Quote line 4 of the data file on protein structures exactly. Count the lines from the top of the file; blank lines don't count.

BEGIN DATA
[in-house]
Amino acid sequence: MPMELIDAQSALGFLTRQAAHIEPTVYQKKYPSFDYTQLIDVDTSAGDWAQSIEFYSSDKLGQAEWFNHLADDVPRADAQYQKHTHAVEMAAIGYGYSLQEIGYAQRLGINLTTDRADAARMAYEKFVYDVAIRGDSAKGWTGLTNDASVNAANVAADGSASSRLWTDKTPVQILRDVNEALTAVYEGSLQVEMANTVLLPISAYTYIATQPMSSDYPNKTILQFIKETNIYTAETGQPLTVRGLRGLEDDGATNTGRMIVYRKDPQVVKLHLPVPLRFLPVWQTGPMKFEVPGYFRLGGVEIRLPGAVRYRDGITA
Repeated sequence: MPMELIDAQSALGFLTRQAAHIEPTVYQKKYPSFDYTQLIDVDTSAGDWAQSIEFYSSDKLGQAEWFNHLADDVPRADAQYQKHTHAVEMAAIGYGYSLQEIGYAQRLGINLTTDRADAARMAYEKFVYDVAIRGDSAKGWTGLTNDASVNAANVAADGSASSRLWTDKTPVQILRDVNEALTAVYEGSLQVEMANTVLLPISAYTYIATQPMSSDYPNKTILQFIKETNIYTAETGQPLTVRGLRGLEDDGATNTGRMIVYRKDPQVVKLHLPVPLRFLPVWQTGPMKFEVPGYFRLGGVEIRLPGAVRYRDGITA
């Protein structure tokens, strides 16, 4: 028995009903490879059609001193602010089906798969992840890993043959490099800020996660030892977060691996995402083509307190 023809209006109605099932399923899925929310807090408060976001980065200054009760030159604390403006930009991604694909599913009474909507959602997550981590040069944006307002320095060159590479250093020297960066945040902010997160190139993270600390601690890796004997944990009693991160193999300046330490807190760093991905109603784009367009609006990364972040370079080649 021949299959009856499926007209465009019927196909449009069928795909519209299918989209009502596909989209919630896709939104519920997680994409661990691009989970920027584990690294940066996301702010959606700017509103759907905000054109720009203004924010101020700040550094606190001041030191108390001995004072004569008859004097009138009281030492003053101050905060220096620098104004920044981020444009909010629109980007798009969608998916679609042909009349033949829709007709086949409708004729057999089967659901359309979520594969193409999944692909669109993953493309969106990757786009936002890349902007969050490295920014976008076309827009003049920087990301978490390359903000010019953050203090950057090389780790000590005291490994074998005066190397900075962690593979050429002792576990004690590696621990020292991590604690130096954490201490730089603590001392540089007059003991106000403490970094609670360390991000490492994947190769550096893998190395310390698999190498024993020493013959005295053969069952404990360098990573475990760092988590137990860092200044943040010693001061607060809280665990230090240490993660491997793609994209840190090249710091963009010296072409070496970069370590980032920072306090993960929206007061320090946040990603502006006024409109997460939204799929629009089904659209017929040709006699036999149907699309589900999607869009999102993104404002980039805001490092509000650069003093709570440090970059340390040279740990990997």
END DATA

């Protein structure tokens, strides 16, 4: 028995009903490879059609001193602010089906798969992840890993043959490099800020996660030892977060691996995402083509307190 023809209006109605099932399923899925929310807090408060976001980065200054009760030159604390403006930009991604694909599913009474909507959602997550981590040069944006307002320095060159590479250093020297960066945040902010997160190139993270600390601690890796004997944990009693991160193999300046330490807190760093991905109603784009367009609006990364972040370079080649 021949299959009856499926007209465009019927196909449009069928795909519209299918989209009502596909989209919630896709939104519920997680994409661990691009989970920027584990690294940066996301702010959606700017509103759907905000054109720009203004924010101020700040550094606190001041030191108390001995004072004569008859004097009138009281030492003053101050905060220096620098104004920044981020444009909010629109980007798009969608998916679609042909009349033949829709007709086949409708004729057999089967659901359309979520594969193409999944692909669109993953493309969106990757786009936002890349902007969050490295920014976008076309827009003049920087990301978490390359903000010019953050203090950057090389780790000590005291490994074998005066190397900075962690593979050429002792576990004690590696621990020292991590604690130096954490201490730089603590001392540089007059003991106000403490970094609670360390991000490492994947190769550096893998190395310390698999190498024993020493013959005295053969069952404990360098990573475990760092988590137990860092200044943040010693001061607060809280665990230090240490993660491997793609994209840190090249710091963009010296072409070496970069370590980032920072306090993960929206007061320090946040990603502006006024409109997460939204799929629009089904659209017929040709006699036999149907699309589900999607869009999102993104404002980039805001490092509000650069003093709570440090970059340390040279740990990997």